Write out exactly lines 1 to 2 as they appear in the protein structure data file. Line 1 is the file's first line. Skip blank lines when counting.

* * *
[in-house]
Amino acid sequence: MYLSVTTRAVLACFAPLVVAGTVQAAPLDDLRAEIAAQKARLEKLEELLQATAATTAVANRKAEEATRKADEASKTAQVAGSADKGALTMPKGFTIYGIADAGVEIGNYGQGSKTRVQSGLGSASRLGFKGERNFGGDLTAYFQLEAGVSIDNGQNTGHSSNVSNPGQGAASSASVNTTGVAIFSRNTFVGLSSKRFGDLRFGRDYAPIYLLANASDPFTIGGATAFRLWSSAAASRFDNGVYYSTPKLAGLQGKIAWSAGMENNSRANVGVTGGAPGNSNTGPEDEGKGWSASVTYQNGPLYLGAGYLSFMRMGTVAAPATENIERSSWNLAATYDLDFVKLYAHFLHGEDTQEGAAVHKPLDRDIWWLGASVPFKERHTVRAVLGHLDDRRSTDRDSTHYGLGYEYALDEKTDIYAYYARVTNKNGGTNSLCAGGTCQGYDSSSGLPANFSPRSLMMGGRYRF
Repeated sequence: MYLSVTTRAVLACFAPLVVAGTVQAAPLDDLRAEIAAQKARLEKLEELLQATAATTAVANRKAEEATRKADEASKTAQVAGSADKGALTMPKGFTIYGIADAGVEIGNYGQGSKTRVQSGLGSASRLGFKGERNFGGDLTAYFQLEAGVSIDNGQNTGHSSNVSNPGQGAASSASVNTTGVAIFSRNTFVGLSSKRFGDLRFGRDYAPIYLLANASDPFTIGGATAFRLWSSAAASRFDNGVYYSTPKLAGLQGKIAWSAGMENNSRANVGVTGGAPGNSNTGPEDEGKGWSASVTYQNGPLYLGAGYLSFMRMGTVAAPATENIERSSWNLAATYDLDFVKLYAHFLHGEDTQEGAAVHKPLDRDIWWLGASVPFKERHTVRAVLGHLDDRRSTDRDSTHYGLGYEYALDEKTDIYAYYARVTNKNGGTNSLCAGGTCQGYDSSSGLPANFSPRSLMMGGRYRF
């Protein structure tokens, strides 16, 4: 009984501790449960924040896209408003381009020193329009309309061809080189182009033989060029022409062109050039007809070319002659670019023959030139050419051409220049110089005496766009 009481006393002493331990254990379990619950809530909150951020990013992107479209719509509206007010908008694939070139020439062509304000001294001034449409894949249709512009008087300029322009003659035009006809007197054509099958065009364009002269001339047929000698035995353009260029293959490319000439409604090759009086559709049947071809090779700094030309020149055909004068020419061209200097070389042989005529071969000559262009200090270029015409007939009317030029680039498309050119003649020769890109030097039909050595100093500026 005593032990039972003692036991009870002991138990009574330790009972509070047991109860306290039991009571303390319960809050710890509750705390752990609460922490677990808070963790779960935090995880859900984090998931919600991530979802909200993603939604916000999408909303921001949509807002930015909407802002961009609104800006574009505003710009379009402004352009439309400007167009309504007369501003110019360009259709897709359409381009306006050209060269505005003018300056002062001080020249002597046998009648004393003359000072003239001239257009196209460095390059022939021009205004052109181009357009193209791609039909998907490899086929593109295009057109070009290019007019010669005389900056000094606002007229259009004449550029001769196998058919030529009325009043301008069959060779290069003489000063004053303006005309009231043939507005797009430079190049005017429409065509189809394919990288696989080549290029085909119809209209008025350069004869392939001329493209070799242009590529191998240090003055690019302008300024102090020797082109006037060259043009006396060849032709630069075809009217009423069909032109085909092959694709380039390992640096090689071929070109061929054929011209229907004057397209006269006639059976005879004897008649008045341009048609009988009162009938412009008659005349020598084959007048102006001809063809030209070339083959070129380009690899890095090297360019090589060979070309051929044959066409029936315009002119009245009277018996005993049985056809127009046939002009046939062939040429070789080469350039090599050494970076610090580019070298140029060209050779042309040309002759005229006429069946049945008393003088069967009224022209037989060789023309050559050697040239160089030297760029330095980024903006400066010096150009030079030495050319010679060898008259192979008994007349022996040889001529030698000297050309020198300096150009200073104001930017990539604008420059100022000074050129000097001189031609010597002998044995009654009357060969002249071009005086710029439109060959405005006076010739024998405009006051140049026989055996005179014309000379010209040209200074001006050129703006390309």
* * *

[in-house]
Amino acid sequence: MYLSVTTRAVLACFAPLVVAGTVQAAPLDDLRAEIAAQKARLEKLEELLQATAATTAVANRKAEEATRKADEASKTAQVAGSADKGALTMPKGFTIYGIADAGVEIGNYGQGSKTRVQSGLGSASRLGFKGERNFGGDLTAYFQLEAGVSIDNGQNTGHSSNVSNPGQGAASSASVNTTGVAIFSRNTFVGLSSKRFGDLRFGRDYAPIYLLANASDPFTIGGATAFRLWSSAAASRFDNGVYYSTPKLAGLQGKIAWSAGMENNSRANVGVTGGAPGNSNTGPEDEGKGWSASVTYQNGPLYLGAGYLSFMRMGTVAAPATENIERSSWNLAATYDLDFVKLYAHFLHGEDTQEGAAVHKPLDRDIWWLGASVPFKERHTVRAVLGHLDDRRSTDRDSTHYGLGYEYALDEKTDIYAYYARVTNKNGGTNSLCAGGTCQGYDSSSGLPANFSPRSLMMGGRYRF